I'm not exactly sure what you're asking. Was it a question on an exam or something?
 

TroutBum

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I'm a little confused about Mass Spec here. Isn't mass spec isn't used mainly to determine molecular formula and weight of compounds, based on the mass/charge ratio of the different fragments of the original starting compound? If this is an element, there would be no fragments, you'd only have a single mass/charge ratio, which I guess would itself then be the mass of the element. But I'm guessing that this is some sort of stoichiometry question, in which case trying to react with a known quantity of other substance and crunching the numbers would be the way to go, as some other people suggested. It's hard to say without knowing the actual question. Anyways, just me thinking out loud. . .
 

Student247

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I appreciate everyones replies. Unfortunately this is all I was left to go on. You see, this is a question which I need to write a lab write up on in order to turn in a independent study. But, this is all I have been given to go off of, namely what I stated above.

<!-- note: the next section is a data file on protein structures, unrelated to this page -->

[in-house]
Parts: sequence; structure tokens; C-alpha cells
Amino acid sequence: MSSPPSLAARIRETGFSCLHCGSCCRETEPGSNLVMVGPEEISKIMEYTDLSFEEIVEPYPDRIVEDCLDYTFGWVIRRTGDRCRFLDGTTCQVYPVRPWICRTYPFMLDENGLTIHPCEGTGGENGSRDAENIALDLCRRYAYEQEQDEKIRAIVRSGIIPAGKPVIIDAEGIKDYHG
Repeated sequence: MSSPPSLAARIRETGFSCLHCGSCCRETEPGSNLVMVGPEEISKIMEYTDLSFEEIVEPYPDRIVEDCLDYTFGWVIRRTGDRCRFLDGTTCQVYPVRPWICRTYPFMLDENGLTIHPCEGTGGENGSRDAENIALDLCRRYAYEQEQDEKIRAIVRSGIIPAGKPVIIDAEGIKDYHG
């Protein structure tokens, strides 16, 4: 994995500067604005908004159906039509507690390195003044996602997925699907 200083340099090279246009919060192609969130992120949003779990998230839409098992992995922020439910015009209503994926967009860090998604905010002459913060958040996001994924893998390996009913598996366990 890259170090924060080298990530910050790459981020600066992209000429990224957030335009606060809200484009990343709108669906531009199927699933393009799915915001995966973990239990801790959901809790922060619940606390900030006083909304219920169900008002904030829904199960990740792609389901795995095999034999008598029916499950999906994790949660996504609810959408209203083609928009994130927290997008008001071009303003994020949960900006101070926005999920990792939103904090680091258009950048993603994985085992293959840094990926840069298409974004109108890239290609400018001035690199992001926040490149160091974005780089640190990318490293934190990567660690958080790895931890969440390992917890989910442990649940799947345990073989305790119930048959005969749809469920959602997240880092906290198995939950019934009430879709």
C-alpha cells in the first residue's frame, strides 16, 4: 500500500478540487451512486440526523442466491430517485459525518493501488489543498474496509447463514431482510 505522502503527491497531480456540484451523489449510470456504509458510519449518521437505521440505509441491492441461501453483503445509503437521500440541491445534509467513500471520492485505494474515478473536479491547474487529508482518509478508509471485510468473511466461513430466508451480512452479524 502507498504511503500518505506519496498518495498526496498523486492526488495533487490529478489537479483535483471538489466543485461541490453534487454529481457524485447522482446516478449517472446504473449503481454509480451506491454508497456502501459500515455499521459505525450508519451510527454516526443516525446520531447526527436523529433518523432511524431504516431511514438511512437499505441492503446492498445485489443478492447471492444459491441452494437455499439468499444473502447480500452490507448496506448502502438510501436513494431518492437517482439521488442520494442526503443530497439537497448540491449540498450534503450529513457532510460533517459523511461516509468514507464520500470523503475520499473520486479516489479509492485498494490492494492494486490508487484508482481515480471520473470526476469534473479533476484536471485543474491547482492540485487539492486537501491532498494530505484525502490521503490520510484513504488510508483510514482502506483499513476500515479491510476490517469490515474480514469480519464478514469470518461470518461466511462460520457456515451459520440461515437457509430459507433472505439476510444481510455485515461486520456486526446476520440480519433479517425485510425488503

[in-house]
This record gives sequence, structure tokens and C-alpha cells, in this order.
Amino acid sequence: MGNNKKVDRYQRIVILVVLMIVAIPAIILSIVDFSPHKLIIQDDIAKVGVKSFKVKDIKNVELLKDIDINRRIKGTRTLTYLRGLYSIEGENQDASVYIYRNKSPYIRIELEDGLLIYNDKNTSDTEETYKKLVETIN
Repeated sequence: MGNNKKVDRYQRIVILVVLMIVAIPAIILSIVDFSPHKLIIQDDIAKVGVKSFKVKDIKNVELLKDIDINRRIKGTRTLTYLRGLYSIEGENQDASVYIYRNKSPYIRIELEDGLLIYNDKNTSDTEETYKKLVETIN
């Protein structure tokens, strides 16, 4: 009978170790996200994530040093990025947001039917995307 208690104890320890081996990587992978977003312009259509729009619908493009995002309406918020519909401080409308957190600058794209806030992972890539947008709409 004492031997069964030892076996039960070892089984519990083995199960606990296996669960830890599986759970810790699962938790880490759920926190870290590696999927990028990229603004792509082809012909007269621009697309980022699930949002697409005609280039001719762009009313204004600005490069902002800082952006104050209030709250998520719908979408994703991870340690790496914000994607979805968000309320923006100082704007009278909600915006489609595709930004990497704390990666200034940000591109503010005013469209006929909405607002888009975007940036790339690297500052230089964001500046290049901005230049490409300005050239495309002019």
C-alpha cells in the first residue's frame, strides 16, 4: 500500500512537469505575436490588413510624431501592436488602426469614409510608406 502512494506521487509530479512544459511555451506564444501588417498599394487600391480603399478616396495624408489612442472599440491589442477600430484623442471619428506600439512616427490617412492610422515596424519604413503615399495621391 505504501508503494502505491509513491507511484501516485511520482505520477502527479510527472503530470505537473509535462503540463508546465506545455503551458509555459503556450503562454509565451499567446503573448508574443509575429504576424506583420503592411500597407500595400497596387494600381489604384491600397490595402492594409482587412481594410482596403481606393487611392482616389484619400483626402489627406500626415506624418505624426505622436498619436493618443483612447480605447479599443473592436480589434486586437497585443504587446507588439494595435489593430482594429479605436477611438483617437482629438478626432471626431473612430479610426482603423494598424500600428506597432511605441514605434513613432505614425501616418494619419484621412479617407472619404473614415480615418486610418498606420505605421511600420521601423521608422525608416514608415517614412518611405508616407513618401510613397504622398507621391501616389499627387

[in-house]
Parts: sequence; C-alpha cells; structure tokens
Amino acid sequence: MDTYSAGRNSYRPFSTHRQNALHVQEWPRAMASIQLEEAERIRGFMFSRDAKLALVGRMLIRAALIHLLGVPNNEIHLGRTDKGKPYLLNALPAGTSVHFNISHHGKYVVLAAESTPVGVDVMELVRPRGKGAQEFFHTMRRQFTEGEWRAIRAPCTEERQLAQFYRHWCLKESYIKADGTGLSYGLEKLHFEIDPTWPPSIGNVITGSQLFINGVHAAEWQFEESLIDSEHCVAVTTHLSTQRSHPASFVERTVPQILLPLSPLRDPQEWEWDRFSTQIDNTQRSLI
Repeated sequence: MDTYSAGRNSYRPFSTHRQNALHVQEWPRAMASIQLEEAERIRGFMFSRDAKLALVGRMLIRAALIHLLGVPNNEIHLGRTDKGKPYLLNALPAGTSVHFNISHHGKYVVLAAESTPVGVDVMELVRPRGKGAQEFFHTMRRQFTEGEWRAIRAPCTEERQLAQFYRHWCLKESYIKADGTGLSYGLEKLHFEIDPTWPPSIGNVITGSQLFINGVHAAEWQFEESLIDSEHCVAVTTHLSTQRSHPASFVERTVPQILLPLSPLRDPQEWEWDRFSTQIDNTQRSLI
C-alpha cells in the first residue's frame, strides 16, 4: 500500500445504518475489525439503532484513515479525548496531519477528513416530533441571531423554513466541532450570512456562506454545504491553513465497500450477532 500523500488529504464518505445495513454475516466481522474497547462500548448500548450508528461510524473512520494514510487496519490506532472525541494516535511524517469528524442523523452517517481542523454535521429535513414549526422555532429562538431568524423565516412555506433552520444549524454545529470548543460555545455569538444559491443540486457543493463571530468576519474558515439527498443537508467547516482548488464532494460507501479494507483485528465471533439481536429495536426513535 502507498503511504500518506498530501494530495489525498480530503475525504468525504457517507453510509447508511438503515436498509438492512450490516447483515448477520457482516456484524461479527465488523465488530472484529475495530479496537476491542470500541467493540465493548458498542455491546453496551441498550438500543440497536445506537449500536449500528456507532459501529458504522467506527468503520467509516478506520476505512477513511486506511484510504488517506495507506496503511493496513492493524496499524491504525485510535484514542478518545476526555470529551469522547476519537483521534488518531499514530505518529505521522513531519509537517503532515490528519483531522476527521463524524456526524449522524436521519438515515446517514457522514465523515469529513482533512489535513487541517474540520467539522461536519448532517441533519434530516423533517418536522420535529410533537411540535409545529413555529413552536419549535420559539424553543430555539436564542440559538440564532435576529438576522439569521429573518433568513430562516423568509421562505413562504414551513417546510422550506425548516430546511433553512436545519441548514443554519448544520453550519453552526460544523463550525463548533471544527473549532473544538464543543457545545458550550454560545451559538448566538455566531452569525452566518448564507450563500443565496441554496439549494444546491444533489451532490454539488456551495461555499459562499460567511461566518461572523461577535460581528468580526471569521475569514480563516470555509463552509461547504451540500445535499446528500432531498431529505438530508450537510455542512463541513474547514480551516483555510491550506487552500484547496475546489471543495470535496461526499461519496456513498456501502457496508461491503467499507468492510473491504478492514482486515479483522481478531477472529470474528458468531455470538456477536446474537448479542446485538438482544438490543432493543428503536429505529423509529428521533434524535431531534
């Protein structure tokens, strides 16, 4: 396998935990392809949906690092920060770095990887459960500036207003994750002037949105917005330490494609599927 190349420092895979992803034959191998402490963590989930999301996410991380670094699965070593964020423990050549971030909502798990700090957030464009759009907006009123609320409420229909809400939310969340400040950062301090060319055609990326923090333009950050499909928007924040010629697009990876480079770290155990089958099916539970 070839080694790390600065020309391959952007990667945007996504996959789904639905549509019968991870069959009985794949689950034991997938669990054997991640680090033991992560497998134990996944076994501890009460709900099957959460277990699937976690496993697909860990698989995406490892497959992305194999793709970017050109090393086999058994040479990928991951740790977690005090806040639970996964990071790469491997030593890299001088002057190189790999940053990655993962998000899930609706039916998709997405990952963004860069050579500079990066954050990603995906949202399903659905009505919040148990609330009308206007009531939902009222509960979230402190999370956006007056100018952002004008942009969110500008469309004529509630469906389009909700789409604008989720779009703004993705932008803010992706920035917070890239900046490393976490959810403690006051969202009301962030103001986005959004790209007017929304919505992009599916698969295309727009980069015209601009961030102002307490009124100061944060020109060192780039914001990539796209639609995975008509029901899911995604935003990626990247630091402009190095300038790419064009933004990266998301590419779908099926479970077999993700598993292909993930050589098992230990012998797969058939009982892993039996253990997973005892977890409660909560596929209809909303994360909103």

Thanks
 

San_Juan_Sun

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Just thinking out loud here, but if you can figure out what period and family the element is in, you'll know the number of electrons. If you know the number of electrons, you'll know the number of protons the element has (assuming this is a neutral species). If you can figure out the number of neutrons (I don't know how to do this) you can add up the masses of all the sub-atomic particles for the atomic mass of the element. Hope this helps.
 
X

X

Ah this one is easy:

Count (6.22 x 10^23) molecules, once you have done that, just weigh it, problem solved :D


X
ps. let me know when you are done counting that many. I suggest getting help from family and friends.;)
 

meatloaf king

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Chem major here too, this ones easy if youv'e dealt w/ it before. Each element has it's own spectra when heated (emmission) and provides a fingerprint for the element (or combo of) which will id the unknown. This technique is used alot in astronomy (make up of stellar bodies) as well as in criminalistics and gen chem. analysis.